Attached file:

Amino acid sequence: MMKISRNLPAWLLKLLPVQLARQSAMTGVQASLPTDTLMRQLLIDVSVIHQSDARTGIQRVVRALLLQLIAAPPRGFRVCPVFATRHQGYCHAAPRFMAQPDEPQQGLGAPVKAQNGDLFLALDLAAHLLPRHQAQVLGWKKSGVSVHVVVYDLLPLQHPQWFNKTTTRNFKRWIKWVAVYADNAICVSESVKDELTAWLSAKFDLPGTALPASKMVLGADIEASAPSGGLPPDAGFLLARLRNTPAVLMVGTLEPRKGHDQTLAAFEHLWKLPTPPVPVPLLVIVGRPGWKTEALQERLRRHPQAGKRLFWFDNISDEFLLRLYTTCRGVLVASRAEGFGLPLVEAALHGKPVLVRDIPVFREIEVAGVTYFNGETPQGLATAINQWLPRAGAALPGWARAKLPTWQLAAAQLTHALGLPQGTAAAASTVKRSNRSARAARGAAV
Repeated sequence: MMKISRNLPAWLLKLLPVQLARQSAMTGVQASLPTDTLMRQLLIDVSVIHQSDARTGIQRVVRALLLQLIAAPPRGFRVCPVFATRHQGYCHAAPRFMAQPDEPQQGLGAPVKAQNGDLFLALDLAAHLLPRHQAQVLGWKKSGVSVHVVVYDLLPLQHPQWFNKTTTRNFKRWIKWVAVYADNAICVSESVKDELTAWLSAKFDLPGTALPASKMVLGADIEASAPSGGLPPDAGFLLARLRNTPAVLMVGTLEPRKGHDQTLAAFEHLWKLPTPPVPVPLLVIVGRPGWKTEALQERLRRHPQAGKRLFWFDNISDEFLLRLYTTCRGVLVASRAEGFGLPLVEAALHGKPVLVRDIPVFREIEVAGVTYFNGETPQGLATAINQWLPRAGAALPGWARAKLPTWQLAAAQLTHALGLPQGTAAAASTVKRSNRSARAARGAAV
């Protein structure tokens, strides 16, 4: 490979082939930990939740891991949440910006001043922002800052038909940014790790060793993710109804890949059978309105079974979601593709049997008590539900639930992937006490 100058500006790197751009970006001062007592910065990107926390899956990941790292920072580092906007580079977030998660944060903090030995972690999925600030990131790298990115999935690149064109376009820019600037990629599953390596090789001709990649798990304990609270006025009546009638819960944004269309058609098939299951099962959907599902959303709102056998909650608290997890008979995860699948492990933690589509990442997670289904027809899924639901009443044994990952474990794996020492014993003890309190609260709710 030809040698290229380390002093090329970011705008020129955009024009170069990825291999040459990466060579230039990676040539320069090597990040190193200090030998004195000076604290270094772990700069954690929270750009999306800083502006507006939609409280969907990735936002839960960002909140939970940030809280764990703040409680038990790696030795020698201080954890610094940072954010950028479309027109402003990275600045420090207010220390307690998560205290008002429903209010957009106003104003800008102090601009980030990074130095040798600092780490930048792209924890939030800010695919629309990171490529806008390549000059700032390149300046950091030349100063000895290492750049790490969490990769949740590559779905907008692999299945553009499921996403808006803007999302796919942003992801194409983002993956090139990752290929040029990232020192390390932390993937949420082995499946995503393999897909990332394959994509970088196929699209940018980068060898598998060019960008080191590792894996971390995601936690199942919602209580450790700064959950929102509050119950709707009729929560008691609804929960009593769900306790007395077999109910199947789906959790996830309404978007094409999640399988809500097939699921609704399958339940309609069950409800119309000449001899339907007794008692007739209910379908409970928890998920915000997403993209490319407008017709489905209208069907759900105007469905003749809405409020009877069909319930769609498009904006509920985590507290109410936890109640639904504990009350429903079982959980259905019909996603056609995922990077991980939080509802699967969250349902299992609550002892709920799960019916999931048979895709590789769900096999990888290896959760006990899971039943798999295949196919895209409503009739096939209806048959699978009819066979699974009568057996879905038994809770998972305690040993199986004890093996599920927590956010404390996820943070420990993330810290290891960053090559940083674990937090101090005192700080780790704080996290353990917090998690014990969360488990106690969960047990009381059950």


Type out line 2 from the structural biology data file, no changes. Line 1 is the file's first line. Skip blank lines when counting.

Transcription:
Repeated sequence: MMKISRNLPAWLLKLLPVQLARQSAMTGVQASLPTDTLMRQLLIDVSVIHQSDARTGIQRVVRALLLQLIAAPPRGFRVCPVFATRHQGYCHAAPRFMAQPDEPQQGLGAPVKAQNGDLFLALDLAAHLLPRHQAQVLGWKKSGVSVHVVVYDLLPLQHPQWFNKTTTRNFKRWIKWVAVYADNAICVSESVKDELTAWLSAKFDLPGTALPASKMVLGADIEASAPSGGLPPDAGFLLARLRNTPAVLMVGTLEPRKGHDQTLAAFEHLWKLPTPPVPVPLLVIVGRPGWKTEALQERLRRHPQAGKRLFWFDNISDEFLLRLYTTCRGVLVASRAEGFGLPLVEAALHGKPVLVRDIPVFREIEVAGVTYFNGETPQGLATAINQWLPRAGAALPGWARAKLPTWQLAAAQLTHALGLPQGTAAAASTVKRSNRSARAARGAAV